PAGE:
Zoning Ordinance requirements
The general rule taught in the Citizen Planner training is that if a site plan or other request for approval is made that meets all the requirements of the Zoning Ordinance, it must be granted. Relief from the requirements of the Zoning Ordinance can only be granted by the Zoning Board of Appeals, a Court of Law, or amending the Ordinance for all by the governing body. My question is, does the Planning Commission and approving Council or Board have to follow the requirements of the Zoning Ordinance?
An example is that a downtown restaurant is successful and expands to an upper floor above the present restaurant use changing it from office/residential to the higher occupancy of assembly (bar/restaurant). No new parking is required by the city or provided by the business even though an Ordinance requirement. For the sake of discussion, assume that adequate parking for the greater occupancy was not available on site and that "public" parking is at or near capacity. The same restaurant is granted permission for outside dining, again increasing occupancy. They purchase an auto service station next door and plan to again expand onto to that site including new roof top dining with even greater additional occupancy and a Zoning Ordinance parking requirement of .6 x occupancy). Happy with the success of the restaurant and increased popularity of the city, the Planning Commission recommends and the Council approves the site plan without any parking requirements.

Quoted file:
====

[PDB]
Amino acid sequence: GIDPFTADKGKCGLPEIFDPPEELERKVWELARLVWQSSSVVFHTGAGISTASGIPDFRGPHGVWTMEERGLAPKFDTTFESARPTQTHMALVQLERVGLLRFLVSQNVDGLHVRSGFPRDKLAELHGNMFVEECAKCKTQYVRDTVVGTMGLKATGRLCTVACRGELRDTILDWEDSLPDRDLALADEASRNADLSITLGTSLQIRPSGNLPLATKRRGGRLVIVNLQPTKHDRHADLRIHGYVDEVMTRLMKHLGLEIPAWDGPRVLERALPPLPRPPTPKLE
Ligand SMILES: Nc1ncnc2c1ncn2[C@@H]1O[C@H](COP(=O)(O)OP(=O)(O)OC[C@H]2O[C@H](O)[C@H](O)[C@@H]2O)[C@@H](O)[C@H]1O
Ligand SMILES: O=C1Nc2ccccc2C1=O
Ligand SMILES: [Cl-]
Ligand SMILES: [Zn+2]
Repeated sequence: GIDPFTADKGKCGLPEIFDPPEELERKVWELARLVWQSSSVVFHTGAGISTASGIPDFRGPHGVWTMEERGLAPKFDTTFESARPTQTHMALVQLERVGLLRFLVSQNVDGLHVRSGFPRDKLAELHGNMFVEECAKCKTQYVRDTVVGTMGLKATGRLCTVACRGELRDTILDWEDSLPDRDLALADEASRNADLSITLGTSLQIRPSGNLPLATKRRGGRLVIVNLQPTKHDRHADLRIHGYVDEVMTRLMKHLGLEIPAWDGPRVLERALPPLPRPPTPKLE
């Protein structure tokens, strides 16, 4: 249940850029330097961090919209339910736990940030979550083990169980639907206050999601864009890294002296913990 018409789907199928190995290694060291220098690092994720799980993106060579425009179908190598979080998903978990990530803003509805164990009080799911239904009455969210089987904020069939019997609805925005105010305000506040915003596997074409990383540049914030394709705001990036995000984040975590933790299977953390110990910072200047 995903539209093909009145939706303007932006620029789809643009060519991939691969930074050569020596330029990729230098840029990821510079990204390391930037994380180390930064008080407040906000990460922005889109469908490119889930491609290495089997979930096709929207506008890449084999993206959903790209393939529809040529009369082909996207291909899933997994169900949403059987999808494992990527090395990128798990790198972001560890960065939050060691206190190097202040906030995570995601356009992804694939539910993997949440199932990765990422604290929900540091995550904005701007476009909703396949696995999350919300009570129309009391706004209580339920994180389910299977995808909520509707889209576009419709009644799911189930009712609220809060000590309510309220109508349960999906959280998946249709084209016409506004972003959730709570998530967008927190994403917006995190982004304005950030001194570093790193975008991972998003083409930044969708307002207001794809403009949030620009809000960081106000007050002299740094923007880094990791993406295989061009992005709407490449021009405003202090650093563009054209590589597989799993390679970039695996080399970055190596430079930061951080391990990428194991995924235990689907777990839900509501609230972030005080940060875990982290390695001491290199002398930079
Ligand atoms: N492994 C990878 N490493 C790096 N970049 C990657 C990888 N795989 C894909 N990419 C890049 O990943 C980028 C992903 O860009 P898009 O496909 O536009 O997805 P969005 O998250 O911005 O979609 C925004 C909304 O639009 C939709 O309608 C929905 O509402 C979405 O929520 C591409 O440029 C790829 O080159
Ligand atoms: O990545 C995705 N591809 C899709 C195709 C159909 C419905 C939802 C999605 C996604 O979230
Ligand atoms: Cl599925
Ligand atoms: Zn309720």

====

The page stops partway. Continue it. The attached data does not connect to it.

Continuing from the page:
We could discuss whether greater and greater parking is a good thing (I don't), but that is a Master Plan/Zoning Ordinance change, not relief from the requirements for a single business.
It seems logical that this cannot be done but I could not find a specific reference in Michigan law, or the local ordinance, that it is improper or illegal. Your assistance would be appreciated.
Does the Planning Commission and approving Council or Board have to follow the requirements of the Zoning Ordinance?
If one wishes to seek an exception from the provision of the zoning ordinance, in the case of the example given: number of parking spaces required, that is done by applying for a variance from the parking requirements from the zoning board of appeals.
The approval (by the planning commission) of the site plan can be acted upon with the condition that the needed variance is granted by the zoning board of appeals, or the planning commission can postpone action on the site plan until after it is learned if the variance has been granted or not.
Another approach (not as likey for your example) is if all standards of a site plan are met, then approval must be given by the planning commission. If one of the standards is not met, then the planning commission may deny the site plan, or can impose conditions on its approval. The purpose of the condition(s) is to address the standard that has not been met, so that if the condition is done then the finding would be changed to say the standard has been meet. An example would be a proposal is found not to meet the standard of being compatible with neighboring land uses. The condition might be to require a buffer (vegetation, wall, etc.). The construction of the buffer is such that there would then be compatibility between the land uses.